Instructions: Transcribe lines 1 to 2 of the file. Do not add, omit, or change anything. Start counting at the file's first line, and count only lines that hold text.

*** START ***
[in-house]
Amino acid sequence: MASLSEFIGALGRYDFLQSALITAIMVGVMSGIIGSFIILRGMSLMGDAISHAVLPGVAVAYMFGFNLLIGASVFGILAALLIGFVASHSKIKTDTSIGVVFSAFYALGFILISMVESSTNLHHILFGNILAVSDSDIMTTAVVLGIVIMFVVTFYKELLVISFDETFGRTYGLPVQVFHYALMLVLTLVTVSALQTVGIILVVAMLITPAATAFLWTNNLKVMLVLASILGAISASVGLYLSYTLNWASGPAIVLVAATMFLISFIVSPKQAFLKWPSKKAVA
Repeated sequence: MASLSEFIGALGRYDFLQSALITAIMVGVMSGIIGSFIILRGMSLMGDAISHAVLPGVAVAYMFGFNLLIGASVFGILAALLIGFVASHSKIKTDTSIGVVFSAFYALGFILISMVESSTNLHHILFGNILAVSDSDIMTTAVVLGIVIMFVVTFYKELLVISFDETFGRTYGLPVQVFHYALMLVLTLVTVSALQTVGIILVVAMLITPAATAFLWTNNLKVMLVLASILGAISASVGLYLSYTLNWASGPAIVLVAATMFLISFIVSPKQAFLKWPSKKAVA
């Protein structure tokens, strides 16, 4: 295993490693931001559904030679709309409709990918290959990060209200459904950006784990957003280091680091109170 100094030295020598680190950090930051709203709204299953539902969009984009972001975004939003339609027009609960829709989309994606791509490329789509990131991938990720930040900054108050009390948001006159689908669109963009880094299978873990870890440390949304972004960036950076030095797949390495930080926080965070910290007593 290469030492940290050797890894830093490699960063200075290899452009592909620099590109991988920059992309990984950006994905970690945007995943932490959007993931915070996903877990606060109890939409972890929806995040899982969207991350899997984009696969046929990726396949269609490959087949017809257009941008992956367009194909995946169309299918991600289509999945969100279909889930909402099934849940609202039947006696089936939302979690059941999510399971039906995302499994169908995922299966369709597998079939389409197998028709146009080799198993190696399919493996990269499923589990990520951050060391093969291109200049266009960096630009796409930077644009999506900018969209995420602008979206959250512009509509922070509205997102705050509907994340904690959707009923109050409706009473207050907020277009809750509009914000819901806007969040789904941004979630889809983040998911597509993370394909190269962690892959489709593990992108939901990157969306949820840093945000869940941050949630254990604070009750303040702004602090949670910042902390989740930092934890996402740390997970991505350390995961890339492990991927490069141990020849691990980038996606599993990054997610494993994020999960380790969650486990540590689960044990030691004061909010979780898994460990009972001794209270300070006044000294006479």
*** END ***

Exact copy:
[in-house]
Amino acid sequence: MASLSEFIGALGRYDFLQSALITAIMVGVMSGIIGSFIILRGMSLMGDAISHAVLPGVAVAYMFGFNLLIGASVFGILAALLIGFVASHSKIKTDTSIGVVFSAFYALGFILISMVESSTNLHHILFGNILAVSDSDIMTTAVVLGIVIMFVVTFYKELLVISFDETFGRTYGLPVQVFHYALMLVLTLVTVSALQTVGIILVVAMLITPAATAFLWTNNLKVMLVLASILGAISASVGLYLSYTLNWASGPAIVLVAATMFLISFIVSPKQAFLKWPSKKAVA